Printer Friendly

A histomorphological study of benign lesions of oral cavity in a tertiary care hospital.


The oral cavity mucosal tissue alteration can manifest in a variety of lesions where great majority of localized overgrowths of the oral mucosa are considered to be reactive rather than neoplastic in nature. The manifestations of various disorders of the oral cavity clinically can be similar to the oral manifestations of certain systemic disorders making it difficult to make a correct clinical diagnosis.(1)

The extent of oral cavity extends from the skin vermillion junction of the lips to the line of circumvallate papillae below to the junction of the hard and soft palate above. It is divided into these specific areas: Mucosal lips, buccal mucosa, retromolar trigone, upper and lower alveolar ridge, hard palate, anterior two-third of the tongue and floor of the mouth. (2) A wide variety of spectrum of lesions occurs in oral cavity which includes developmental, inflammatory, cystic, reactive, hyperplastic, traumatic, premalignant and neoplastic.

Many of these lesions can be identified as specific entities on the basis of their histopathological features and are divided into irritational fibroma, epulis fissuratum, squamous papilloma, giant cell fibroma, pyogenic granuloma and peripheral giant cell granuloma. Gingiva is common site for non-neoplastic lesions, which are usually inflammatory or represent a reaction to some kind of irritation or low-grade injury. The soft hemorrhagic lesions are highly vascular and hemorrhage is a prominent clinical and histological feature.

Pyogenic Granuloma (PG) is a tumour like growth of the oral cavity or skin that is considered to be of non-neoplastic in nature, arising commonly as a result of constant low-grade trauma, poor oral hygiene and in a few instances because of hormonal disturbances. (1) In some cases, benign lesions can be mistaken for early-stage malignant lesions leading to incorrect treatment and potentially fatal consequences for the patient. (3) In order to make a correct diagnosis, clinical characteristics of benign oral soft tissue lesions need to be well known.

The benign lesions of oral cavity tissue have a specific age, sex distribution and preferable locations. In our present study, we have evaluated the various benign lesions of oral cavity with emphasis on relative frequencies, types and distribution of lesions.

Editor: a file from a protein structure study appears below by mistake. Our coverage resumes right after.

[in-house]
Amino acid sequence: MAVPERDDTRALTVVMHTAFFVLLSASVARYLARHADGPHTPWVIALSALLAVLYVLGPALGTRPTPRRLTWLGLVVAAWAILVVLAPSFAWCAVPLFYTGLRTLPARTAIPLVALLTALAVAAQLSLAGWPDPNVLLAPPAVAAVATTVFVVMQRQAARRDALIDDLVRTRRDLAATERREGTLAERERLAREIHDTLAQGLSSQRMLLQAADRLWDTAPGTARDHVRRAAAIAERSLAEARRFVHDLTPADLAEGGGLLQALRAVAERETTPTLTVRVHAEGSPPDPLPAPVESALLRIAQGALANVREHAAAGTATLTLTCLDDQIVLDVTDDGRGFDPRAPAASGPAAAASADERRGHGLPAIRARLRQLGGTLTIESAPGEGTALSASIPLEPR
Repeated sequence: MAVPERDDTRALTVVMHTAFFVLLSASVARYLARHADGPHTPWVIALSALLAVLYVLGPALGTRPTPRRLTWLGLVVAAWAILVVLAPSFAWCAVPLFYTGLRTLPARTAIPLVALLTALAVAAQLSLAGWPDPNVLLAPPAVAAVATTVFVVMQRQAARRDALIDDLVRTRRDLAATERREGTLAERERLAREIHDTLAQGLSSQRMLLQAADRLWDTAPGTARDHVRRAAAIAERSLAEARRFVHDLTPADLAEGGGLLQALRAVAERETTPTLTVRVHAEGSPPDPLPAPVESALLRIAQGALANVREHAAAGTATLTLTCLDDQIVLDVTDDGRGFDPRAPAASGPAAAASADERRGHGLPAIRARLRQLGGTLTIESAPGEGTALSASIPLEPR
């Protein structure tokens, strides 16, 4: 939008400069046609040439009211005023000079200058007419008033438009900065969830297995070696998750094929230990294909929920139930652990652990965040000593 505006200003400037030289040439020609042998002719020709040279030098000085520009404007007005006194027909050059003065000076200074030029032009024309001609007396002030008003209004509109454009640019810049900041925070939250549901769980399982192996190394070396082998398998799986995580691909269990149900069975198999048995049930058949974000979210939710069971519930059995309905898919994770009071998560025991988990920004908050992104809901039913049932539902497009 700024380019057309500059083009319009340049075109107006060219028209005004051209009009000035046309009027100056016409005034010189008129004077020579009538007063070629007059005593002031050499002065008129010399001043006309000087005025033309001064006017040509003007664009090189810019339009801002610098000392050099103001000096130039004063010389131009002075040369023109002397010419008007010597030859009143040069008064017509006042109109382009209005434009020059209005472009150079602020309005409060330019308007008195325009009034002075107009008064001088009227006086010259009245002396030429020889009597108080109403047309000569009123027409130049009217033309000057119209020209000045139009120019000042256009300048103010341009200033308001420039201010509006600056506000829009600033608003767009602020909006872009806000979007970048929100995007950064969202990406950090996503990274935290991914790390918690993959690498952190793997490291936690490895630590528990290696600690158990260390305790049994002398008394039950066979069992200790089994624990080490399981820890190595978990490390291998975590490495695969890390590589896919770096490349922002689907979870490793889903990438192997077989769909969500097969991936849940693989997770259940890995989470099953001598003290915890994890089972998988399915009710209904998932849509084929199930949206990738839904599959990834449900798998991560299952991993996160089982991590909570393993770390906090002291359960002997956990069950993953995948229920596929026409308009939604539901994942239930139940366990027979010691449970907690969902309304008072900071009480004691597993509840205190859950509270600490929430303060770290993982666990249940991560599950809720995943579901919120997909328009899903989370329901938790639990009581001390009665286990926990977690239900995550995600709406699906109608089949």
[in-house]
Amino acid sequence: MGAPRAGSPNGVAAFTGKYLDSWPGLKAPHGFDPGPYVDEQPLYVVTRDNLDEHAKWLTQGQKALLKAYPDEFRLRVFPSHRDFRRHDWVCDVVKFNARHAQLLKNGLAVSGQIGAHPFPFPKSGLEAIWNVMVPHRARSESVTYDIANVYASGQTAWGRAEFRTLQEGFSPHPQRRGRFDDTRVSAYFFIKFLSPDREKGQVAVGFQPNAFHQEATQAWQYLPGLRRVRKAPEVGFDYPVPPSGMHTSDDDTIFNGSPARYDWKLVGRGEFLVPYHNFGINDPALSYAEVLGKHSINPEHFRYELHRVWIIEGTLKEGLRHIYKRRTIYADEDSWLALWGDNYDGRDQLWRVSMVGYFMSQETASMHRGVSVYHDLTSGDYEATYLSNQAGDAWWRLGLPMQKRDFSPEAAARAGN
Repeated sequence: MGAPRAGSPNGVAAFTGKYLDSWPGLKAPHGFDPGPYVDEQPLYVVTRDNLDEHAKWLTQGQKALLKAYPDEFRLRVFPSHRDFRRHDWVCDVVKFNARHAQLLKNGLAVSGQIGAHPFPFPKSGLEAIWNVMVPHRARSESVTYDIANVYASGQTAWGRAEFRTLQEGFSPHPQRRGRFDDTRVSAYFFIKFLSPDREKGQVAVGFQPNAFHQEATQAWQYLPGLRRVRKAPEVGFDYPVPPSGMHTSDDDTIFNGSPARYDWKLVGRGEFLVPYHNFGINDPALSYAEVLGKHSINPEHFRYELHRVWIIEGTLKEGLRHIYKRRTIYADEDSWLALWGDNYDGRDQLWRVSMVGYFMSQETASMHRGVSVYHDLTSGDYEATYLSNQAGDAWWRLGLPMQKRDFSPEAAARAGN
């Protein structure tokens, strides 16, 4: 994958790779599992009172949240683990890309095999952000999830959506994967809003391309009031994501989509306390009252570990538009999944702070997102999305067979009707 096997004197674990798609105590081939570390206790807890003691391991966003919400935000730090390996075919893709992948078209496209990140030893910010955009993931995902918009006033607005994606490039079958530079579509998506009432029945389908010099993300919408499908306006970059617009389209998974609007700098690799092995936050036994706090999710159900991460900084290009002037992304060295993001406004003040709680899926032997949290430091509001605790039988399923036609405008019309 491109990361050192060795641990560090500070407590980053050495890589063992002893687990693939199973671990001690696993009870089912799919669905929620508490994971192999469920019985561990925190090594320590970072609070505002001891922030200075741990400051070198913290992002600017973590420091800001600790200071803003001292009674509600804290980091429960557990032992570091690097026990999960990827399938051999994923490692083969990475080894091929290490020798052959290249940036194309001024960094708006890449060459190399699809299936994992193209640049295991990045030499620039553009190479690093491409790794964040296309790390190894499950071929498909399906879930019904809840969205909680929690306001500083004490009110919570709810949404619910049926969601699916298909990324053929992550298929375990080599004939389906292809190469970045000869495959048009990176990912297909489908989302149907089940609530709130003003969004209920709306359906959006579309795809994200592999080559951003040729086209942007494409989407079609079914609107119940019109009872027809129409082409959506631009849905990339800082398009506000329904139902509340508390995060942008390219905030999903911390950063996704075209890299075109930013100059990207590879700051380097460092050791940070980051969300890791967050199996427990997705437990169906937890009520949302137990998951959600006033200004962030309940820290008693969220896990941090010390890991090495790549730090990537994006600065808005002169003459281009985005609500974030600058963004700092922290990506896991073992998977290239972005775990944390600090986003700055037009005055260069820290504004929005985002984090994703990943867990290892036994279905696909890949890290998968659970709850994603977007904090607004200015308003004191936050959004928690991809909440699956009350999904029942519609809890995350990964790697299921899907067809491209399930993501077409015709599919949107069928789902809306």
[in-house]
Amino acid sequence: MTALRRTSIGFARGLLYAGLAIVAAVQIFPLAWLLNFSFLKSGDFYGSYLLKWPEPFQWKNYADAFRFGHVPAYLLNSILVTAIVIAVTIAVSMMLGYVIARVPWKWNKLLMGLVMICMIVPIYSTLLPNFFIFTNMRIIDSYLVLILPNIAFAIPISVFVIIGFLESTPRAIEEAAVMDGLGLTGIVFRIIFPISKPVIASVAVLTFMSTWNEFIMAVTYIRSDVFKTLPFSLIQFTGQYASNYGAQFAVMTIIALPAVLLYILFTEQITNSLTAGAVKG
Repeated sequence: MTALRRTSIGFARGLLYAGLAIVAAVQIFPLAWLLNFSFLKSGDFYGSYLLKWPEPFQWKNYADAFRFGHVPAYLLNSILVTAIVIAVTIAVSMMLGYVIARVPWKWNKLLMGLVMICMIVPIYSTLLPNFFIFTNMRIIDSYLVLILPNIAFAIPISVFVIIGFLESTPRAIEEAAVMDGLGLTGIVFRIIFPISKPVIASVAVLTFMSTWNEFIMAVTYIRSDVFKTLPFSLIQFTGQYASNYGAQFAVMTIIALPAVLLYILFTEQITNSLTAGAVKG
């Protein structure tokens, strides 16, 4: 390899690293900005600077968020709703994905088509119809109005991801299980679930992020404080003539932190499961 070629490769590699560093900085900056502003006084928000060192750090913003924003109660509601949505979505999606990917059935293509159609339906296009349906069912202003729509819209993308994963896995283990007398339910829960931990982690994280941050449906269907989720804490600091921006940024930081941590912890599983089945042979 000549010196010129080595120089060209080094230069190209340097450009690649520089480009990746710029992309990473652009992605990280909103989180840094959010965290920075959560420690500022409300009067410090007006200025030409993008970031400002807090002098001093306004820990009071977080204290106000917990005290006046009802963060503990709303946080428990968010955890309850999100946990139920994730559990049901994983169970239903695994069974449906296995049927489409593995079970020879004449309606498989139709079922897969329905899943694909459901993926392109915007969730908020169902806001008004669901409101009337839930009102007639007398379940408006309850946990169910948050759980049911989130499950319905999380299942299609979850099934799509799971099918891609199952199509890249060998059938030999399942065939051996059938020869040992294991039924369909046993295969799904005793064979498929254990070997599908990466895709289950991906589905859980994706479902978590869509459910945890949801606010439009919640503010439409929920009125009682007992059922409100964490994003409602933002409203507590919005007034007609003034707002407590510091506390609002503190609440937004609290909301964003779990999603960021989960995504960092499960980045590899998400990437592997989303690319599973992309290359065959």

All the benign lesions of oral cavity diagnosed by histopathology in the Department of Pathology, K. S. Hegde Medical Academy of Nitte University over a period of two years from July 2012 to June 2014 were retrospectively studied. Demographic clinical data regarding age, sex, location and type of lesion was retrieved for each case from the biopsy register of the Medical Record Department. Paraffin tissue blocks were collected from Histopathology Department and 5 microns thick sections stained with Hematoxylin and Eosin were studied by histopathologist. The benign lesions of oral cavity were categorized and studied with respect to age, sex, location and types. Data was analyzed with the help of Chi square test to study the association between various variables. P-value less than 0.05 were considered statistically significant. SPSS 16.0 was used to carry out the analysis of data.


A total of 124 cases were analyzed during the study period, out of which benign lesions accounted for 33.3%. The age group ranged from 8 to 86 years in the study with a mean age of 63.9 years. Majority of cases were seen in 5th decade in 26 cases followed by 25 in 6th decade, 23 in 4th, 22 in 3rd, 10 in 2nd, 8 in 7th, 6 in 8th, 2 cases each in 1st and

9th decades of life. (Table 1) Males were affected in 79 cases and females in 45 cases. Male:Female ratio was 1.7:1. Buccal mucosa was the most commonest site involved in 44(35.5%) cases followed by tongue in 29(23.4%), hard palate in 10(8.1%), soft palate in 3(2.4%), lip in 16(13%), retromolar trigone in 5(4%), gingiva in 3(2.4%), minor salivary gland in 3(2.4%), floor of mouth in 3(2.4%), uvula in 1(0.8%) and tonsil in 7(5.6%) cases. (Table 2).

Benign lesions of oral cavity included inflammatory/infective lesions in 30(24.2%) cases, traumatic/hyperplastic in 30(24.2%), cystic in 10(8%), developmental lesions in 16(13%), pre-malignant lesions comprising of leukoplakia and erythroplakia in 20(16%) and benign neoplastic lesions constituted in 18(14.6%) cases.

(Table 3) Inflammatory/infective lesions included lichen planus in 6 cases, pemphigus vulgaris in 1, bullous pemphigoid in 1, rhinoscleroma in 1, tuberculosis 2, leprosy in 1, actinomycosis in 2, rhinosporidiosis in 2, neutrophilic dermatosis in 1, and chronic inflammation in 13 cases. Traumatic/hyperplastic lesions were pyogenic granulomas in 8 cases, pseudoepitheliomatous hyperplasia in 10, verrucous hyperplasia in 6, fibroepithelial polyp in 3, and submucosal fibrosis in 3 cases. Cystic lesions were mucocele/retention cyst in 7 cases, lymphoepithelial cyst in 1, ranula (1) and keratin cyst in 1. Developmental lesions included Hemangiomas in 13 and lymphangioma in 3 cases. Premalignant lesions were leukoplakia in 19 and erythroplakia in 1 case. Benign neoplastic lesions 18 constituted squamous papilloma in 9 cases, schwannoma in 2, neurofibroma in 1, neuroma in 1, fibroma in 1, angiokeratoma in 1 and pleomorphic adenoma in 3 cases.